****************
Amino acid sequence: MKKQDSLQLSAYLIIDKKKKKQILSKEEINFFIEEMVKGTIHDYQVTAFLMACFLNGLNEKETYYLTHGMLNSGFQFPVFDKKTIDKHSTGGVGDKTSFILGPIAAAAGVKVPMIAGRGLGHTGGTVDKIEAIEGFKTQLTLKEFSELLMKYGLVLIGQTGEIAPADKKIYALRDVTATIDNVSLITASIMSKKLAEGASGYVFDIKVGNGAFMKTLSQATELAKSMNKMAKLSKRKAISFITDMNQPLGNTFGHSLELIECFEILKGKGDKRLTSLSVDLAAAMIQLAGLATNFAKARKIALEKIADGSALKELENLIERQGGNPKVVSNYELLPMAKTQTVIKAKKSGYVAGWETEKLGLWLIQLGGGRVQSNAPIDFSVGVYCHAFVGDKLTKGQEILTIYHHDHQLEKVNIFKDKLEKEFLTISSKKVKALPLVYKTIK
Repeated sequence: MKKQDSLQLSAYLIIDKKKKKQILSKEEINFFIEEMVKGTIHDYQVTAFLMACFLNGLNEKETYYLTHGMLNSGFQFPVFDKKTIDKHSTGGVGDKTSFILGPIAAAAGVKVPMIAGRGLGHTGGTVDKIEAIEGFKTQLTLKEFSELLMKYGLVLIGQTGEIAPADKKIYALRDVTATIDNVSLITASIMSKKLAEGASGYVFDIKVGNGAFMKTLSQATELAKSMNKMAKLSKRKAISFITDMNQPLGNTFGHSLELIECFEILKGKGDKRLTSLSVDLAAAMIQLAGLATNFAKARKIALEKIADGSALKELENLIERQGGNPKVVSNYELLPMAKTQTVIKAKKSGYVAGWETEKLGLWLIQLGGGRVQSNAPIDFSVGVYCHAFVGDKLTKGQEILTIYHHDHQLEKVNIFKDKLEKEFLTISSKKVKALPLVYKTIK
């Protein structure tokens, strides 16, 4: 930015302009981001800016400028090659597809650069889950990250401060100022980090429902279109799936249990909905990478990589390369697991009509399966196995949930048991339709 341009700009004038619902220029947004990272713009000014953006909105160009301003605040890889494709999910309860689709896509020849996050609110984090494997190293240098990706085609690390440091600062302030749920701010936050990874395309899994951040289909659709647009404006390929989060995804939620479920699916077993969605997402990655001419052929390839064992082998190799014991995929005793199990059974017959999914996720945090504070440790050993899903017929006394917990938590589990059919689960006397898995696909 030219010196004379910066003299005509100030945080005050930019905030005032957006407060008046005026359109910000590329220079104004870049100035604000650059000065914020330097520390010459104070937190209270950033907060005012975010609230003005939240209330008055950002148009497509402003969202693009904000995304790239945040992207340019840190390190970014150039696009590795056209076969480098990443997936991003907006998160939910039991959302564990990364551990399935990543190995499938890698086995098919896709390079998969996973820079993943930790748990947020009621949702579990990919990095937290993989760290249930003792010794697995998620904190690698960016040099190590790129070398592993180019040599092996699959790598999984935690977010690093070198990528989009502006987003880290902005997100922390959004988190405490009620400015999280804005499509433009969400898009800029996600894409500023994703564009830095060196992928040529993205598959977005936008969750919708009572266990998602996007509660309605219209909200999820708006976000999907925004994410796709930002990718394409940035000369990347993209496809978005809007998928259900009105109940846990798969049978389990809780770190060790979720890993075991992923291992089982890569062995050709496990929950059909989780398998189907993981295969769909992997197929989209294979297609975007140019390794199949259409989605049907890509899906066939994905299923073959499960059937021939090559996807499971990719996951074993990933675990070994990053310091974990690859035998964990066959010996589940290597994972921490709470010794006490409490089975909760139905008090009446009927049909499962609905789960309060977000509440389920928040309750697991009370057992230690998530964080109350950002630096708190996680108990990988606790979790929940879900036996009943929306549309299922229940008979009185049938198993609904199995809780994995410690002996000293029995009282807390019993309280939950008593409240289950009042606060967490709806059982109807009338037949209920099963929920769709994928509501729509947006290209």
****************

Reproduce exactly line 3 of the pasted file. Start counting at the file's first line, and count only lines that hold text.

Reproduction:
């Protein structure tokens, strides 16, 4: 930015302009981001800016400028090659597809650069889950990250401060100022980090429902279109799936249990909905990478990589390369697991009509399966196995949930048991339709 341009700009004038619902220029947004990272713009000014953006909105160009301003605040890889494709999910309860689709896509020849996050609110984090494997190293240098990706085609690390440091600062302030749920701010936050990874395309899994951040289909659709647009404006390929989060995804939620479920699916077993969605997402990655001419052929390839064992082998190799014991995929005793199990059974017959999914996720945090504070440790050993899903017929006394917990938590589990059919689960006397898995696909 030219010196004379910066003299005509100030945080005050930019905030005032957006407060008046005026359109910000590329220079104004870049100035604000650059000065914020330097520390010459104070937190209270950033907060005012975010609230003005939240209330008055950002148009497509402003969202693009904000995304790239945040992207340019840190390190970014150039696009590795056209076969480098990443997936991003907006998160939910039991959302564990990364551990399935990543190995499938890698086995098919896709390079998969996973820079993943930790748990947020009621949702579990990919990095937290993989760290249930003792010794697995998620904190690698960016040099190590790129070398592993180019040599092996699959790598999984935690977010690093070198990528989009502006987003880290902005997100922390959004988190405490009620400015999280804005499509433009969400898009800029996600894409500023994703564009830095060196992928040529993205598959977005936008969750919708009572266990998602996007509660309605219209909200999820708006976000999907925004994410796709930002990718394409940035000369990347993209496809978005809007998928259900009105109940846990798969049978389990809780770190060790979720890993075991992923291992089982890569062995050709496990929950059909989780398998189907993981295969769909992997197929989209294979297609975007140019390794199949259409989605049907890509899906066939994905299923073959499960059937021939090559996807499971990719996951074993990933675990070994990053310091974990690859035998964990066959010996589940290597994972921490709470010794006490409490089975909760139905008090009446009927049909499962609905789960309060977000509440389920928040309750697991009370057992230690998530964080109350950002630096708190996680108990990988606790979790929940879900036996009943929306549309299922229940008979009185049938198993609904199995809780994995410690002996000293029995009282807390019993309280939950008593409240289950009042606060967490709806059982109807009338037949209920099963929920769709994928509501729509947006290209």